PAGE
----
New lava fissure opens as Hawaii awaits explosive eruption

New lava fissure opens as Hawaii awaits explosive eruption
This Saturday, May 12, 2018, aerial image released by the Hawi'i County Fire Department, show a view of fissure 16, bottom right, that erupted this morning beginning just before 7:00 a.m. HST in the Big Island of Hawaii. The fissure is located roughly along the alignment of the earlier fissures, steam in top left photo, and 1.3 km (0.8 miles) northeast of fissure 15 and Pohoiki Road. Warnings that Hawaii's Kilauea volcano could shoot boulders and ash out of its summit crater are prompting people to rethink their plans to visit the Big Island. But most of the rest of the island is free of volcanic hazards, and local tourism officials are hoping travelers will recognize the Big Island is ready to welcome them. (Hawi'i County Fire Department via AP)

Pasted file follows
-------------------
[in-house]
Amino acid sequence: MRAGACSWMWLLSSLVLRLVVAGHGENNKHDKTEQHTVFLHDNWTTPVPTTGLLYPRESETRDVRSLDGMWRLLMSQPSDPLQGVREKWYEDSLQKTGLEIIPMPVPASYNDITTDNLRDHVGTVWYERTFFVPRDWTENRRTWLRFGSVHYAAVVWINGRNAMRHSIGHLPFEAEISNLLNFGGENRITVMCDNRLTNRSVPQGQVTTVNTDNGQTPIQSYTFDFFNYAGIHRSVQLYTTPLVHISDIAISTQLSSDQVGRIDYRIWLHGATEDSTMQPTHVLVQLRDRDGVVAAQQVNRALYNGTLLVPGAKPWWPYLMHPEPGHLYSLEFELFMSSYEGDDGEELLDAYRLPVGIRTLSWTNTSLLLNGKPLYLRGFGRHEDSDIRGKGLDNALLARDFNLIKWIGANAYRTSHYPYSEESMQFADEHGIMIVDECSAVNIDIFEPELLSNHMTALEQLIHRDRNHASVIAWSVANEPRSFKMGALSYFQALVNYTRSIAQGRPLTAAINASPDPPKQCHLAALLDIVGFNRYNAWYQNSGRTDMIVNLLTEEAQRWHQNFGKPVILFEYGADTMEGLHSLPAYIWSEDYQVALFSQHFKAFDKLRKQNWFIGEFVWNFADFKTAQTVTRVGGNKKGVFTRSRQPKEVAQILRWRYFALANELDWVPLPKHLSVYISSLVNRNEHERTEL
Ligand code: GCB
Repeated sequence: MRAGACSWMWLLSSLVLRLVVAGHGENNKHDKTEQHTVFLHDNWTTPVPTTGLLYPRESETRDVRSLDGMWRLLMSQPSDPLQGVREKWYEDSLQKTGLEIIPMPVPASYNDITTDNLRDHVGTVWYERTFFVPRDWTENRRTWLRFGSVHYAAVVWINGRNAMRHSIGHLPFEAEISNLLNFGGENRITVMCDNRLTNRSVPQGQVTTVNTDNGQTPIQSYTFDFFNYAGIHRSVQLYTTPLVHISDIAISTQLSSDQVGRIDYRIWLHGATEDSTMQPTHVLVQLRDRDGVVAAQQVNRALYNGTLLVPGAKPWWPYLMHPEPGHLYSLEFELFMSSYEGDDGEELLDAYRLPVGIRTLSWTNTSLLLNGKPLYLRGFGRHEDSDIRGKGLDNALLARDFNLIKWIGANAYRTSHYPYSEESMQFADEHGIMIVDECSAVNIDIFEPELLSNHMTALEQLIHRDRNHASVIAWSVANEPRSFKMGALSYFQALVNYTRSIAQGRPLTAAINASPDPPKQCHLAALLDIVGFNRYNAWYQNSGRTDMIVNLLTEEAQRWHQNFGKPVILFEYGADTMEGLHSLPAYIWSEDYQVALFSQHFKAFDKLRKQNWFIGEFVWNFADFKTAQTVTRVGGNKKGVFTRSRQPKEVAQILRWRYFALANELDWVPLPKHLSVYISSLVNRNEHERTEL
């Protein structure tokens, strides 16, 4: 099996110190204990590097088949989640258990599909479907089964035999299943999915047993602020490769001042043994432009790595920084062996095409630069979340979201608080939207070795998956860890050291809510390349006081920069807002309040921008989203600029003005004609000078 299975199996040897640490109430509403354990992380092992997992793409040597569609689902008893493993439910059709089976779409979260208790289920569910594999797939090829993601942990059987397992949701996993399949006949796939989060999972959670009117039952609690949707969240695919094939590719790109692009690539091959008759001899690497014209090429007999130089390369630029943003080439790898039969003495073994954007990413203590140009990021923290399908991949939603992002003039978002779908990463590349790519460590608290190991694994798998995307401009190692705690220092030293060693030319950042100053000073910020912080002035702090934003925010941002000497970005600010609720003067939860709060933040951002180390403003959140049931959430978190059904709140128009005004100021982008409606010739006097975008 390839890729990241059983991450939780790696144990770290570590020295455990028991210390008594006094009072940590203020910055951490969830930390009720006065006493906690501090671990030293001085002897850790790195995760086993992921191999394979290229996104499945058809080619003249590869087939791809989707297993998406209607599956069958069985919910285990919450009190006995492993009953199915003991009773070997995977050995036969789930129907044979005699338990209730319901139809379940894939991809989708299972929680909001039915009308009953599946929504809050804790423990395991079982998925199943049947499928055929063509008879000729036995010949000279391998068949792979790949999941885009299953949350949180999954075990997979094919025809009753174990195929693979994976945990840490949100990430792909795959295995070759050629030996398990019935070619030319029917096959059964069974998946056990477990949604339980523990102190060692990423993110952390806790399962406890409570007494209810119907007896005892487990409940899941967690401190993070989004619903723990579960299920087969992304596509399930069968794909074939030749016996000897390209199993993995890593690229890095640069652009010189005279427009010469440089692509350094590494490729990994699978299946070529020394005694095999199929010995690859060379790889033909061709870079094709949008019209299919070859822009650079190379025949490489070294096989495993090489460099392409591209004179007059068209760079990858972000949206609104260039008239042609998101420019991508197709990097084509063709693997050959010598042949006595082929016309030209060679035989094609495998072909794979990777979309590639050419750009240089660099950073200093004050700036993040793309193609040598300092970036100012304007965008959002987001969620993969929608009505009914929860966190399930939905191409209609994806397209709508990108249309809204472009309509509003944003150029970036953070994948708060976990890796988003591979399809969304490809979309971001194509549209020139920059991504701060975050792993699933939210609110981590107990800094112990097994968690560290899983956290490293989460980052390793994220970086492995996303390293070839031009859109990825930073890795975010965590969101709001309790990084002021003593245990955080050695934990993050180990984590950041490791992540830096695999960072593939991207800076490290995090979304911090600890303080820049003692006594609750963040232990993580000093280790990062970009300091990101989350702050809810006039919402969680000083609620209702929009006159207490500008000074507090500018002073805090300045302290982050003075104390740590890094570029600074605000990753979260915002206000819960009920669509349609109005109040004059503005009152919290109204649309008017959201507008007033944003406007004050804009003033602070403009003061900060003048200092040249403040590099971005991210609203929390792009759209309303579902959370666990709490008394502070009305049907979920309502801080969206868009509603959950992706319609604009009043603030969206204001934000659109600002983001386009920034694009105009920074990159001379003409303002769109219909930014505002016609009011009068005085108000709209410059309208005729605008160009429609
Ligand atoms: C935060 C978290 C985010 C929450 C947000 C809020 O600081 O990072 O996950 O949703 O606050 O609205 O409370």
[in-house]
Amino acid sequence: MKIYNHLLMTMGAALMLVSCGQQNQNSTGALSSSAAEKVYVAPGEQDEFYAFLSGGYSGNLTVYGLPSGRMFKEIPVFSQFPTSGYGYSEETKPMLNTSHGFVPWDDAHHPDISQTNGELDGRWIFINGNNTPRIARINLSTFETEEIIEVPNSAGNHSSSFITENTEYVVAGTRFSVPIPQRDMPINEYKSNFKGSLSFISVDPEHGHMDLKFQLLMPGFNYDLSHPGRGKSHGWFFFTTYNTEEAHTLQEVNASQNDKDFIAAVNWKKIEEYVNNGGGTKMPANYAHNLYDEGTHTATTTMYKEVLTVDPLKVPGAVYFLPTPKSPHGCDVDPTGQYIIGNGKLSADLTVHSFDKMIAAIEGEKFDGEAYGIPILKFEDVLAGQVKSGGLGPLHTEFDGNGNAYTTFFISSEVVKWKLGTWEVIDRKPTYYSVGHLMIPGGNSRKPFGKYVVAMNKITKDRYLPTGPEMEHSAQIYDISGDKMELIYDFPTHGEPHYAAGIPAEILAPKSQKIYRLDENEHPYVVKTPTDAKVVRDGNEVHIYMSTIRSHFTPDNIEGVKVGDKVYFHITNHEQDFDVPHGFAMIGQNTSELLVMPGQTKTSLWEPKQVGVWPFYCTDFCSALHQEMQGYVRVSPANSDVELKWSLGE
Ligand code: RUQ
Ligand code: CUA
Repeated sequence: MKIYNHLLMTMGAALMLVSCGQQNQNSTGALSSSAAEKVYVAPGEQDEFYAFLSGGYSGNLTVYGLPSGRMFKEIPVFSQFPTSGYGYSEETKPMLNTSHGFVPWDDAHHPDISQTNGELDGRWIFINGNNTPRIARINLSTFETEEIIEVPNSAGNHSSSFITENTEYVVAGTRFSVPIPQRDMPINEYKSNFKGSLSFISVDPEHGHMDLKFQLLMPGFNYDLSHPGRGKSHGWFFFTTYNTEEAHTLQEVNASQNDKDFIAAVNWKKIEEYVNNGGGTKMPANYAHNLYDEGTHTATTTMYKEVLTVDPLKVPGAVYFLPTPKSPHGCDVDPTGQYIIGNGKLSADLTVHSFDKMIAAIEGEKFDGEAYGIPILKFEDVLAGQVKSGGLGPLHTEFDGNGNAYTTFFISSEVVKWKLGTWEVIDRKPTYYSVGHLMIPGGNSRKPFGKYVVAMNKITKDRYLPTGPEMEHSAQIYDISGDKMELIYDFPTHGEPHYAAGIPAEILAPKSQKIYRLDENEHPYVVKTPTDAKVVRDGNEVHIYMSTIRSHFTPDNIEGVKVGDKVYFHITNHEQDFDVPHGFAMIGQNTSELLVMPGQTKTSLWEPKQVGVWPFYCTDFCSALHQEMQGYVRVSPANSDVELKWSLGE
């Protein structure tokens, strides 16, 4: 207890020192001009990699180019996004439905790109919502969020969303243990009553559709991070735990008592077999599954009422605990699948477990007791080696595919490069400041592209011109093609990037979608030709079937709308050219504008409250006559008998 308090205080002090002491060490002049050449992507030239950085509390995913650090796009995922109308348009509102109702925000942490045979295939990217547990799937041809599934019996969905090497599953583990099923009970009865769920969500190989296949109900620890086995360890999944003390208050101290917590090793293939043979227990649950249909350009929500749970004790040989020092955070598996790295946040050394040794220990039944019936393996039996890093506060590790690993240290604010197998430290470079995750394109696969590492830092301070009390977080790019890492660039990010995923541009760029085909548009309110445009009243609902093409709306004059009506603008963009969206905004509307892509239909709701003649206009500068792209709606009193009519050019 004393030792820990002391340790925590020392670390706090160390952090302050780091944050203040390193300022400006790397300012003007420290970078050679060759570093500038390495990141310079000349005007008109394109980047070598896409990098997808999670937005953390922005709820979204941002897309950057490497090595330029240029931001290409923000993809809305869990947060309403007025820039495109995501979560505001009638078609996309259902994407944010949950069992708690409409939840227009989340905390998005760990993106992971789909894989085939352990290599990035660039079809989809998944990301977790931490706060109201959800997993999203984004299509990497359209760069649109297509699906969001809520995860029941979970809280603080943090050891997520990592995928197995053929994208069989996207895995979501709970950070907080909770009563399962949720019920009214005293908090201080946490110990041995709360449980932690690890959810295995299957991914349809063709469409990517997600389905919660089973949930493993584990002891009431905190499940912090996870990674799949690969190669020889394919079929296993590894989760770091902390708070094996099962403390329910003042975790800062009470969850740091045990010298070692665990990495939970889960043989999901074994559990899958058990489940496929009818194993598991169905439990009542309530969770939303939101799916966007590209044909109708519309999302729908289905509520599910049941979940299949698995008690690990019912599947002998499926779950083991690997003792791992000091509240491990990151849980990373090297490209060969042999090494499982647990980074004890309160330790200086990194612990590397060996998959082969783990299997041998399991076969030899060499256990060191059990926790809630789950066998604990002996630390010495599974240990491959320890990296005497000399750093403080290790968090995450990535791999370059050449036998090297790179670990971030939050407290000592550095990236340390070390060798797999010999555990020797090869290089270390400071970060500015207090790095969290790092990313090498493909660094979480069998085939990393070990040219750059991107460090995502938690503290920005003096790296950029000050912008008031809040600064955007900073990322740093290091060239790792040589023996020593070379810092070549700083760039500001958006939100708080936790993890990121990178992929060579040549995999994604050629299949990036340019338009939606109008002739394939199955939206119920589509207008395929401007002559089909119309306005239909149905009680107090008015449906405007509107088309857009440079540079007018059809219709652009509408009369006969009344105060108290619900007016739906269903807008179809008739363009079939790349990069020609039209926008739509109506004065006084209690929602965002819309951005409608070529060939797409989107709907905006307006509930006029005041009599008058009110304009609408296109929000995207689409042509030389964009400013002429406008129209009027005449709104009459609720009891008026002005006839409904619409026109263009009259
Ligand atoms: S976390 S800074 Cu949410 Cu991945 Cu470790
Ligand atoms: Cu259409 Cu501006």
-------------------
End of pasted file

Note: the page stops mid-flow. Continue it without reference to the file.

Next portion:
PAHOA, Hawaii (AP) — New lava fissures, ground deformation and abundant volcanic gases indicate eruptions on the eastern flank of Kilauea volcano are likely to continue.

Two new fissures opened on Saturday, bringing the total number of lava outbreaks in and around Leilani Estates to 17.

The U.S. Geological Survey reports that the latest fissure, which opened Saturday night, was spattering but no flow had yet formed. Fissure No. 16 opened and spilled lava into an open field earlier in the day.

The Hawaiian Volcano Observatory reports the fissures opened just east of the Puna Geothermal Venture plant. Plant workers last week removed 50,000 gallons of pentane stored at the site as a precaution.

Geologists warn that Kilauea’s summit could have an explosive steam eruption that would hurl rocks and ash miles into the sky.